# Periodic table

The periodic table is a list of every element that has ever been discovered, which is why chemists are always using it as a reference tool. You will become very familiar with reading the periodic table while you learn chemistry.
One of the most interesting things about the periodic table is that it’s put together in a very simple way, and yet it still tells us a huge amount of information. Every element is listed from left to right in order of atomic number, and each row ends when an electron shell is filled. With this arrangement, all kinds of patterns start to show up that help us predict how elements and molecules will behave!

### How to read the table

Every element on the table is represented by a box which contains important information about the element. Here is an example for carbon:

Atomic number tells us how many protons are in the nucleus of this element (for example, carbon will always have 6 protons). This is what defines a specific element – the number of neutrons and electrons can change, but protons must stay the same. If the element has no electrostatic charge, the number of electrons will also be the same as the atomic number.

Element symbols are a one- or two-letter abbreviation for an element. These are used in chemical formulae to avoid having to write out the whole name of an element, and they are the same in every language.

Molar mass is the mass of one mole (6.022 × 1023 particles) of the element. This lets us compare the relative masses of elements – for example, since hydrogen has a molar mass of 1.008 g/mol and carbon has a molar mass of 12.011 g/mol, we know that one particle of carbon weighs about 12 times more than one particle of hydrogen!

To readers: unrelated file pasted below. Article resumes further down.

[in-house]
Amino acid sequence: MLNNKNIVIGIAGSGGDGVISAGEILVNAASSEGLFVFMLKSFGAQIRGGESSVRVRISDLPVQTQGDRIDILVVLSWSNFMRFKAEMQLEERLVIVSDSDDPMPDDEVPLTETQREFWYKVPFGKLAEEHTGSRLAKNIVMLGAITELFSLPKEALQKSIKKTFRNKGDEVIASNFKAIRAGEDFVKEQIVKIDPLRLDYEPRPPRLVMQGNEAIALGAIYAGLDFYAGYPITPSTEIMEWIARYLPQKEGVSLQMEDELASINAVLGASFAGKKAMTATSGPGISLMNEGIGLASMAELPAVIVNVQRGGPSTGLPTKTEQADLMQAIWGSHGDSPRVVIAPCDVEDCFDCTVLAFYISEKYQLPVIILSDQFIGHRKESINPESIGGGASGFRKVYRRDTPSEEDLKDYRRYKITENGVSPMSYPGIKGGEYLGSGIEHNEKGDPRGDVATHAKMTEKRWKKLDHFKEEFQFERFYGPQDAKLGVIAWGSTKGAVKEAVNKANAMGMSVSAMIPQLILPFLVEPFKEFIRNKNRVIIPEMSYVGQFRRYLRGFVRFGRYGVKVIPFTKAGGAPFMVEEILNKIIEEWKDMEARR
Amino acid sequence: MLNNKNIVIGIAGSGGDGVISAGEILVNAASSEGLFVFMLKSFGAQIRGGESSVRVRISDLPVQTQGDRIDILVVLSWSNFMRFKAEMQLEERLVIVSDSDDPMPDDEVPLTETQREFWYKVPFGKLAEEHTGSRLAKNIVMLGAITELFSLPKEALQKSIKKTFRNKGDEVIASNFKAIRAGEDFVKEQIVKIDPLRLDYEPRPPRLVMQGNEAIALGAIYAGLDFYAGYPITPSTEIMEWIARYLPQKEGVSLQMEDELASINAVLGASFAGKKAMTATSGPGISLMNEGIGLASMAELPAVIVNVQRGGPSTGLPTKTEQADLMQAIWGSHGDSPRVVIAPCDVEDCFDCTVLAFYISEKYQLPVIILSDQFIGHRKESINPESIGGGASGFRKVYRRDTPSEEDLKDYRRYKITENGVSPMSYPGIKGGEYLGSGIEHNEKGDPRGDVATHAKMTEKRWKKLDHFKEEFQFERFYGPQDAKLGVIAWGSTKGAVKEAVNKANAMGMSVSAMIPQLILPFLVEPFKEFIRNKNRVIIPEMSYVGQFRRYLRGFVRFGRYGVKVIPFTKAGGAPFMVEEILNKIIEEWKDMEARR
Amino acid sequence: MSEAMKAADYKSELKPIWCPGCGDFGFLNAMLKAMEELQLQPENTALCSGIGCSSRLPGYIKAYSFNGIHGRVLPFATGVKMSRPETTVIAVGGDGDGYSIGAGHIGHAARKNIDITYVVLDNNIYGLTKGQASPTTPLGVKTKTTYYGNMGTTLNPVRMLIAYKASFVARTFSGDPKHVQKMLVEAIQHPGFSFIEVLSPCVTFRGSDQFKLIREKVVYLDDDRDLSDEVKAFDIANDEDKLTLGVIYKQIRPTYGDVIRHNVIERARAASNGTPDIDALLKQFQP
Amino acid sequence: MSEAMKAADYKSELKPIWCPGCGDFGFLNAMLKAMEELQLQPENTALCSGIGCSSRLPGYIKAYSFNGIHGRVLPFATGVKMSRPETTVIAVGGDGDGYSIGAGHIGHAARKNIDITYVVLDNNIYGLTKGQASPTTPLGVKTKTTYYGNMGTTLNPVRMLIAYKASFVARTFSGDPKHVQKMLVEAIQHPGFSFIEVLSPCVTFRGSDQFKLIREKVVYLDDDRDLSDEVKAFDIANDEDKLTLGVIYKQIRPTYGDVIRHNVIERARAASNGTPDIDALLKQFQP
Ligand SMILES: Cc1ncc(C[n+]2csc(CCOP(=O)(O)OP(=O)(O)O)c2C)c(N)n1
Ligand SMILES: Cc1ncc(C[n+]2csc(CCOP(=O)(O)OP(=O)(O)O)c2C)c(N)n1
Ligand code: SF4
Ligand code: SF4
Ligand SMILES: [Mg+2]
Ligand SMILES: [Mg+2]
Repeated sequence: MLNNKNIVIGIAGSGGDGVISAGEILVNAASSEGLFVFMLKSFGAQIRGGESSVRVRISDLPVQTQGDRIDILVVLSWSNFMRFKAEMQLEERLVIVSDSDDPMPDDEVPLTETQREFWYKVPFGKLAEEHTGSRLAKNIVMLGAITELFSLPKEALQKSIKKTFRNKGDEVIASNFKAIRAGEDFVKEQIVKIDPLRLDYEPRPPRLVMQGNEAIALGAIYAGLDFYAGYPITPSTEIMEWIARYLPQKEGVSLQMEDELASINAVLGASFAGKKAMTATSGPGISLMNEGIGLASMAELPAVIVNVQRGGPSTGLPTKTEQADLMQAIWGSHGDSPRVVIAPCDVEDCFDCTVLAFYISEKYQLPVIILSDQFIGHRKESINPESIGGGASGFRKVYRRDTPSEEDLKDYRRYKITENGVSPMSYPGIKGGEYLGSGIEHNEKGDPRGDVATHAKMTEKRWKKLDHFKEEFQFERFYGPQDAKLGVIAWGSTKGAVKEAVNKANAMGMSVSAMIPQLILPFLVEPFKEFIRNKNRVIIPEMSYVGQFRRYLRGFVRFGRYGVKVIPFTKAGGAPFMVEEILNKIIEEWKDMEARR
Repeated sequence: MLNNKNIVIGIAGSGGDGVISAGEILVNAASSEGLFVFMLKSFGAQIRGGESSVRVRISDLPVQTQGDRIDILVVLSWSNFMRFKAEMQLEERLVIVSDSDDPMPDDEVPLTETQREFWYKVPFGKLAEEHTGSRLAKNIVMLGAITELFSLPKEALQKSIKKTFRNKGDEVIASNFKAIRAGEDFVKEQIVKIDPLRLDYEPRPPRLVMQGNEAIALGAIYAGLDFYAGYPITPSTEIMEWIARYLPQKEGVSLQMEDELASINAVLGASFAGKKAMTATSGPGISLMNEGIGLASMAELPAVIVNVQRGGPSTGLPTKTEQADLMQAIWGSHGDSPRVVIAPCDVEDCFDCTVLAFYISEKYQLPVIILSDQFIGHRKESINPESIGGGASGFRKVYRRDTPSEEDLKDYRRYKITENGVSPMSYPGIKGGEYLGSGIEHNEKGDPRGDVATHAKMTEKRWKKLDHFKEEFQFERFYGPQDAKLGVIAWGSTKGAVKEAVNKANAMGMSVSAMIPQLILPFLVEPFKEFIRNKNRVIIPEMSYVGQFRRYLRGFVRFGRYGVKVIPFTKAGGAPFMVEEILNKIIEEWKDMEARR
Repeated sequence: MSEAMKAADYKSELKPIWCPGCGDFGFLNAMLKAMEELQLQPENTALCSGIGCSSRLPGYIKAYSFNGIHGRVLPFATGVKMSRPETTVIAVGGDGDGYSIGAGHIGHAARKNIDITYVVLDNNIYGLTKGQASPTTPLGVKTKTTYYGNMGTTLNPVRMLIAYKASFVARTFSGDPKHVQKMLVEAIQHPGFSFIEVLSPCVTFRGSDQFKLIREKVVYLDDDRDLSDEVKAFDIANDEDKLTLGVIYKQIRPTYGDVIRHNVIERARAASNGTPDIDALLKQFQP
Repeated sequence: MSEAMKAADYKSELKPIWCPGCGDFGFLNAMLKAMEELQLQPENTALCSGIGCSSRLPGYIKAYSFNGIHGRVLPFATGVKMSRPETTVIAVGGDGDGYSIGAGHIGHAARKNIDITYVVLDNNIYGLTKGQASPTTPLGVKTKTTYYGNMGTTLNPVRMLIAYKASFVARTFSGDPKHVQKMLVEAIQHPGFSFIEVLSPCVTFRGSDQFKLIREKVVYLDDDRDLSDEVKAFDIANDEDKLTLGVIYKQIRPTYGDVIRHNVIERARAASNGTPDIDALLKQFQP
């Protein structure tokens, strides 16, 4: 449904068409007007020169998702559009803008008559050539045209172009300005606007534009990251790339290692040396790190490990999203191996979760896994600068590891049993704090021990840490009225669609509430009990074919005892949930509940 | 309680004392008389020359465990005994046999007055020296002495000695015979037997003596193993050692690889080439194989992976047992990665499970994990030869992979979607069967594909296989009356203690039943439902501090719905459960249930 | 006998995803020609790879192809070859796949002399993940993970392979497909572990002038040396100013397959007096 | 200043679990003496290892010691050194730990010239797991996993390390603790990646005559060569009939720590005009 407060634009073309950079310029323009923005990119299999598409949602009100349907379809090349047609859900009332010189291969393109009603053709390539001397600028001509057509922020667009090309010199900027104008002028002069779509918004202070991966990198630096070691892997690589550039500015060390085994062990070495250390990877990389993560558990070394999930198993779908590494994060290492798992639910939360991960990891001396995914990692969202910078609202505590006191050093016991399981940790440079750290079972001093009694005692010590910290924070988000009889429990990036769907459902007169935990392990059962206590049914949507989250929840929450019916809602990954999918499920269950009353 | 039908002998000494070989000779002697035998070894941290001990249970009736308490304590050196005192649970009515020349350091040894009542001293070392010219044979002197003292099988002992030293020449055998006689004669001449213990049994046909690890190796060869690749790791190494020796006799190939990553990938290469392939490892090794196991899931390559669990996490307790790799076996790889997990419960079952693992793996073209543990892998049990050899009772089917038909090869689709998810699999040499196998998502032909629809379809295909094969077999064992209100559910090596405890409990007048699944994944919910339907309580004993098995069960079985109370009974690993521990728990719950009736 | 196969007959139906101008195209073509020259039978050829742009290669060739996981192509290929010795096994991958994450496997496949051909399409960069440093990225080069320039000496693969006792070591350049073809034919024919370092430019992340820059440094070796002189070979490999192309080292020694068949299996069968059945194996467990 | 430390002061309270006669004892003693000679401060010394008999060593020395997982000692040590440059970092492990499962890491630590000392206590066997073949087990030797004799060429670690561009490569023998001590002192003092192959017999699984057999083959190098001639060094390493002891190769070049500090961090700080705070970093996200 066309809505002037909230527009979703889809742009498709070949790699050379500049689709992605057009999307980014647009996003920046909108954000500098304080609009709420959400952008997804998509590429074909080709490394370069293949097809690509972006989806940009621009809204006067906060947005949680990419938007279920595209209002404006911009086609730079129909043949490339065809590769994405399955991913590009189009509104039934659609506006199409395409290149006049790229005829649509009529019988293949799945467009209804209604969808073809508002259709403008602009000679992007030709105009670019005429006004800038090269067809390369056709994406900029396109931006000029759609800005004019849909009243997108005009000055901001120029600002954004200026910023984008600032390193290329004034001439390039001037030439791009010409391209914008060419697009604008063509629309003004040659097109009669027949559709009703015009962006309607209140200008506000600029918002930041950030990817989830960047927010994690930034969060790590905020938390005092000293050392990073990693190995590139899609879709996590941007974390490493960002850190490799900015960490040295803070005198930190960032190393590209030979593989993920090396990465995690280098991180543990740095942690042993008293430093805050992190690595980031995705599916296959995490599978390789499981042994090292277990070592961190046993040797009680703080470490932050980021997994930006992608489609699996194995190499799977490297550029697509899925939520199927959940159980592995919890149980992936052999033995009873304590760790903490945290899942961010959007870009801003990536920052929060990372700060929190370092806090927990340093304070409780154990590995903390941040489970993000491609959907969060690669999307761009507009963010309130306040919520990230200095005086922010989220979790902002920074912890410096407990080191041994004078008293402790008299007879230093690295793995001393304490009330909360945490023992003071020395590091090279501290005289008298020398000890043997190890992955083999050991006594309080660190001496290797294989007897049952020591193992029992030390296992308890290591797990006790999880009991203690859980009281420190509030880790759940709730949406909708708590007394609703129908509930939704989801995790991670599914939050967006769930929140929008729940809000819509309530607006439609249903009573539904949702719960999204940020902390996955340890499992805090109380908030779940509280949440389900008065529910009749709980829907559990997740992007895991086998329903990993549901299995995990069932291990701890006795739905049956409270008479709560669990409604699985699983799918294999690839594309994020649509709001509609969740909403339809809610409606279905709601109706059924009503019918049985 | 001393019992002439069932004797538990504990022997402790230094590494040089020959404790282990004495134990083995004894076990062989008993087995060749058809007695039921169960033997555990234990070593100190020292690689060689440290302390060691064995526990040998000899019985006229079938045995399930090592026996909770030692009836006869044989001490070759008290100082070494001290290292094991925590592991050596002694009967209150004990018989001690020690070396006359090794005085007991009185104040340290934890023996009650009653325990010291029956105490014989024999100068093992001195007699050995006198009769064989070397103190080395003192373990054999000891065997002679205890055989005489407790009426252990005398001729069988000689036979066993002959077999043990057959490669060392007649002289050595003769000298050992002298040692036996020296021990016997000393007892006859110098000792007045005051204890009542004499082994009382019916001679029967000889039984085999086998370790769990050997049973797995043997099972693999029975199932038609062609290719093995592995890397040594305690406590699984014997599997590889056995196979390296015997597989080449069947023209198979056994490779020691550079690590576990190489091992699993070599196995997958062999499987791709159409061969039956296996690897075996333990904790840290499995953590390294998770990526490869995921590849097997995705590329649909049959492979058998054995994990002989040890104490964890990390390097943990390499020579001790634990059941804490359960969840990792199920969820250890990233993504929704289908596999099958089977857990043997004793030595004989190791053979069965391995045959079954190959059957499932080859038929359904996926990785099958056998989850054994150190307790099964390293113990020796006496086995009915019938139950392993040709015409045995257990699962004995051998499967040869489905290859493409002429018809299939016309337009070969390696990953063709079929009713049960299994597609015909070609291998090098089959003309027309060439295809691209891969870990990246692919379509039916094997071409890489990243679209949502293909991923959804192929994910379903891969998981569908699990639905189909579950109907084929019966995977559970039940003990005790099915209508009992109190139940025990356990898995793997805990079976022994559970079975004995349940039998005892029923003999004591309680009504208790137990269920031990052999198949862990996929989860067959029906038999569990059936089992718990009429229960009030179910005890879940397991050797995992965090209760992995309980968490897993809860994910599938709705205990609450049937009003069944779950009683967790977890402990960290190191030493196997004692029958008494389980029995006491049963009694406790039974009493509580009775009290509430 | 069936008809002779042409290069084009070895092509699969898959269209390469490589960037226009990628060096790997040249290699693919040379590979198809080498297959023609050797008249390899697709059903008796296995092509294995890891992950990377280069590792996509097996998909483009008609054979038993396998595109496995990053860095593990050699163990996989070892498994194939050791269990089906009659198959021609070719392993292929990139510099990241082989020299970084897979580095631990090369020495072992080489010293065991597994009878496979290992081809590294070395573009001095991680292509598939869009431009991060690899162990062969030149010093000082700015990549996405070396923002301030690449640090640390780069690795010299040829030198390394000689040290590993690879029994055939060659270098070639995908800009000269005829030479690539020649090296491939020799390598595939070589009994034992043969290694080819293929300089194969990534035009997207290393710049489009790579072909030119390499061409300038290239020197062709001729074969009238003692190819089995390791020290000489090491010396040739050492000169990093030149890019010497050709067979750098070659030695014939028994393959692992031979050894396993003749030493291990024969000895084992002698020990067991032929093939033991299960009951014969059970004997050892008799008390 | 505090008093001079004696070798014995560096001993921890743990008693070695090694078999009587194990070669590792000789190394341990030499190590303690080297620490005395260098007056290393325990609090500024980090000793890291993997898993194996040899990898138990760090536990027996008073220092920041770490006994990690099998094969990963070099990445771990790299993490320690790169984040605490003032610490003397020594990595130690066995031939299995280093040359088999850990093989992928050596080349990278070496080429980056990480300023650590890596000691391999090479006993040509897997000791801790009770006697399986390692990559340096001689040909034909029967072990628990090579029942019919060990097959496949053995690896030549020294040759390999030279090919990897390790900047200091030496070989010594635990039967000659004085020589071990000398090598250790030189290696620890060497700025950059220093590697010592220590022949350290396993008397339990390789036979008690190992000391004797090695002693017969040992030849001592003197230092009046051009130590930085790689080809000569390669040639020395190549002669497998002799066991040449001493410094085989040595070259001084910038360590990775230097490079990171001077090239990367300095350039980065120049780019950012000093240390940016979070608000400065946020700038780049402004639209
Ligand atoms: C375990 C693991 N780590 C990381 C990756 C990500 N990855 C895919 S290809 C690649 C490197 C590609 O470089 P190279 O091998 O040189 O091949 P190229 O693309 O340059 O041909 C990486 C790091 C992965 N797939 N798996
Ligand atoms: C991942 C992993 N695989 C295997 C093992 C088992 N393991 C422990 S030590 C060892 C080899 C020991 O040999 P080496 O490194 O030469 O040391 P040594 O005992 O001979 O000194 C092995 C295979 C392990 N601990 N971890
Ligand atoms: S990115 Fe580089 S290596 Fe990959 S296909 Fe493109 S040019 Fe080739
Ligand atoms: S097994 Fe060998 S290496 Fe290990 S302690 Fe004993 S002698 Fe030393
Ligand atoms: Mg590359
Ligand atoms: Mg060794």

### Other features of the periodic table

Columns on the periodic table are called groups and are numbered 1 through 18. In the below image, group 15 is highlighted. Elements within the same group tend to have similar properties, and this is extremely helpful when we want to predict how they will behave. For example, elements in group 1 are all highly reactive when exposed to water, and they are all commonly found with a +1 charge. Since elements in the same group tend to behave the same way, many groups are referred to by specific names: alkali metals (group 1), alkaline earth metals (group 2), halogens (group 17), and noble gases (group 18) are some of the most commonly used examples.

Rows on the periodic table are referred to as periods and are numbered 1 through 7. In the below image, period 4 is highlighted. Elements within the same period generally do not share similar properties, unlike elements within the same group. However, there are still other trends we can predict based on the position of elements within a period. For example, metallic character decreases when we go from the left side to the right side of a period.

Metallic character of an element is one of the many properties that we can predict based on its location on the periodic table. The below image shows the periodic table separated into metals, nonmetals, and metalloids. Metals occupy most of the left side of the table, and as we go to the right the character of the elements becomes less metallic. We know that metals they are good conductors of heat and electricity, they generally have high melting points, and they are ductile, malleable, and dense. They are nearly all solid at room temperature, with the exception of mercury, and they are known for their luster. Meanwhile, nonmetals are usually poor conductors of heat and electricity, they are often liquids and gases at room temperature, and they are quite dull (compared to the shiny appearance of metals). Finally, metalloids fall in between metals and nonmetals on the periodic table, and have properties of both.

### How come there are two rows at the bottom that are separate from the rest of the table?

The two periods at the bottom of the periodic table (which are green in the below image) are known as lanthanides and actinides. These rows are almost always shown as separate from the rest of the table. Their true spot is hinted at in the “La – Lu” and “Ac – Lr” spots in the third column.

If you’re curious how they actually fit, the below image shows where they would go if we were to put them continuously in the periodic table according to atomic number. However, you can see why this isn’t exactly practical. The periodic table becomes much longer like this, which makes it harder to print on standard paper sizes.